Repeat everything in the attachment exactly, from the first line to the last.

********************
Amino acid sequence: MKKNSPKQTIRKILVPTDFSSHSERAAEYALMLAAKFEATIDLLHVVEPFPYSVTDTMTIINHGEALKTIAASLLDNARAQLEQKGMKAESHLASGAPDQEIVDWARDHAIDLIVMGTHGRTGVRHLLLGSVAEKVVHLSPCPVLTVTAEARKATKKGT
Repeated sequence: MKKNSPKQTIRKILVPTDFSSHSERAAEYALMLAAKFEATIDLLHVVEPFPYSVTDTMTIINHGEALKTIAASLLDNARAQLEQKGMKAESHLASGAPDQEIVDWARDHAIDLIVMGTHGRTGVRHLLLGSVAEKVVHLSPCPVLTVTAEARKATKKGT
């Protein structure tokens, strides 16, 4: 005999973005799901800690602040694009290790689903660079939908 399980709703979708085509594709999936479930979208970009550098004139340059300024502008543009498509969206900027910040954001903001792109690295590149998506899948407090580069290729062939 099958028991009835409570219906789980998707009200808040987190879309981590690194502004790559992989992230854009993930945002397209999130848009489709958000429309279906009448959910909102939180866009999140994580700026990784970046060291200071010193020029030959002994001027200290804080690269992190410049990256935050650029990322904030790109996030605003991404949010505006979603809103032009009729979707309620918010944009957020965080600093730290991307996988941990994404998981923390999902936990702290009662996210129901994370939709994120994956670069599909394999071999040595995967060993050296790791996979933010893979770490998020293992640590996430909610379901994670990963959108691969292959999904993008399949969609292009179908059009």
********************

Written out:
Amino acid sequence: MKKNSPKQTIRKILVPTDFSSHSERAAEYALMLAAKFEATIDLLHVVEPFPYSVTDTMTIINHGEALKTIAASLLDNARAQLEQKGMKAESHLASGAPDQEIVDWARDHAIDLIVMGTHGRTGVRHLLLGSVAEKVVHLSPCPVLTVTAEARKATKKGT
Repeated sequence: MKKNSPKQTIRKILVPTDFSSHSERAAEYALMLAAKFEATIDLLHVVEPFPYSVTDTMTIINHGEALKTIAASLLDNARAQLEQKGMKAESHLASGAPDQEIVDWARDHAIDLIVMGTHGRTGVRHLLLGSVAEKVVHLSPCPVLTVTAEARKATKKGT
């Protein structure tokens, strides 16, 4: 005999973005799901800690602040694009290790689903660079939908 399980709703979708085509594709999936479930979208970009550098004139340059300024502008543009498509969206900027910040954001903001792109690295590149998506899948407090580069290729062939 099958028991009835409570219906789980998707009200808040987190879309981590690194502004790559992989992230854009993930945002397209999130848009489709958000429309279906009448959910909102939180866009999140994580700026990784970046060291200071010193020029030959002994001027200290804080690269992190410049990256935050650029990322904030790109996030605003991404949010505006979603809103032009009729979707309620918010944009957020965080600093730290991307996988941990994404998981923390999902936990702290009662996210129901994370939709994120994956670069599909394999071999040595995967060993050296790791996979933010893979770490998020293992640590996430909610379901994670990963959108691969292959999904993008399949969609292009179908059009």